Hungary says EU’s oil embargo proposal still unacceptable

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BUDAPEST, May 11 (Reuters) – Russian shipments via pipelines should be exempted from planned European Union oil sanctions against Moscow that, in their current form, would destroy Hungary’s economy, its Foreign Minister said on Wednesday.

Peter Szijjarto said that, following talks with EU officials, an agreement between Budapest and Brussels on the proposed ban still looked unlikely.

“Brussels has no proposal for a solution … which could handle the atomic bomb like impacts of this potential oil embargo against Russia on Hungary’s economy.” Szijjarto said said in a video posted on his Facebook page.

Most other EU countries support banning Russian oil under a new sixth package of sanctions designed to punish Moscow for waging war on Ukraine. Unanimity is required for such a decision, however, with Hungary the most vocal critic.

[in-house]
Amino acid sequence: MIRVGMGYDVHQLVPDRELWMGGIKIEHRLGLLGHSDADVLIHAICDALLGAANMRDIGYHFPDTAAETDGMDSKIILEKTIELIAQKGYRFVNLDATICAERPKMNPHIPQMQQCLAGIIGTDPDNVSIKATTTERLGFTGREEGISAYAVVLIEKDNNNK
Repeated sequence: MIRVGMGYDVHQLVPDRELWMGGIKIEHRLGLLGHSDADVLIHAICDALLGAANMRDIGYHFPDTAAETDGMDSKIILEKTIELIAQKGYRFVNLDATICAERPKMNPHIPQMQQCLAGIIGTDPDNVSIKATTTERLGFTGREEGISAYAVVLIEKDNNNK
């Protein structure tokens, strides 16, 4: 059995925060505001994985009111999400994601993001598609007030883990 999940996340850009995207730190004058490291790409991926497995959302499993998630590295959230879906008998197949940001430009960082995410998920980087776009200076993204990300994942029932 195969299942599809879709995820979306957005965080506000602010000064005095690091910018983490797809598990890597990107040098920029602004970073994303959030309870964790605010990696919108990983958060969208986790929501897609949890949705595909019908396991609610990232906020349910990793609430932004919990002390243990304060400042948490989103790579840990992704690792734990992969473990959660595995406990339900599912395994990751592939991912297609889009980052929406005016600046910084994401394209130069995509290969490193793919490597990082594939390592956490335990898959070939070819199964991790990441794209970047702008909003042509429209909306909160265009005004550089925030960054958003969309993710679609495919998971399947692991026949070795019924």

Hungarian Prime Minister Viktor Orban and European Commission President Ursula von der Leyen on Monday discussed investment in upgrading Hungarian oil infrastructure, a spokesman for the latter said on Tuesday.

French President Emmanuel Macron also talked to Orban this week.

But Szijjarto said the only way to an agreement would be if the ban applied to maritime oil shipments only and that it would be realistic to return to Hungary’s original proposal to exempt pipeline shipments.

Russian oil shipments via the Druzhba pipeline account for about 65% of the oil Hungary needs.

Orban said earlier he was ready to negotiate he saw a new proposal that would meet Hungarian interests. 

(Reporting by Krisztina Than; Editing by Catherine Evans and John Stonestreet)

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